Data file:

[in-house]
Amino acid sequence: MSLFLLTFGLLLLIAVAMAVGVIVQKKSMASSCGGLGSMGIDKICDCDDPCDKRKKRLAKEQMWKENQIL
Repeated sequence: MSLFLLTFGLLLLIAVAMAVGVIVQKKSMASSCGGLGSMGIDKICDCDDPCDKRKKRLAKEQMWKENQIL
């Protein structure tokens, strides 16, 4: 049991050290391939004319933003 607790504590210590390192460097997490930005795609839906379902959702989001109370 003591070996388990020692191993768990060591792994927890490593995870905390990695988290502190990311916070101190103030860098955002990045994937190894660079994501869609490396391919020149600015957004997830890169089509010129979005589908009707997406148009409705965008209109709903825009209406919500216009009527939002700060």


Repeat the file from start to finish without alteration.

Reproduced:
[in-house]
Amino acid sequence: MSLFLLTFGLLLLIAVAMAVGVIVQKKSMASSCGGLGSMGIDKICDCDDPCDKRKKRLAKEQMWKENQIL
Repeated sequence: MSLFLLTFGLLLLIAVAMAVGVIVQKKSMASSCGGLGSMGIDKICDCDDPCDKRKKRLAKEQMWKENQIL
């Protein structure tokens, strides 16, 4: 049991050290391939004319933003 607790504590210590390192460097997490930005795609839906379902959702989001109370 003591070996388990020692191993768990060591792994927890490593995870905390990695988290502190990311916070101190103030860098955002990045994937190894660079994501869609490396391919020149600015957004997830890169089509010129979005589908009707997406148009409705965008209109709903825009209406919500216009009527939002700060």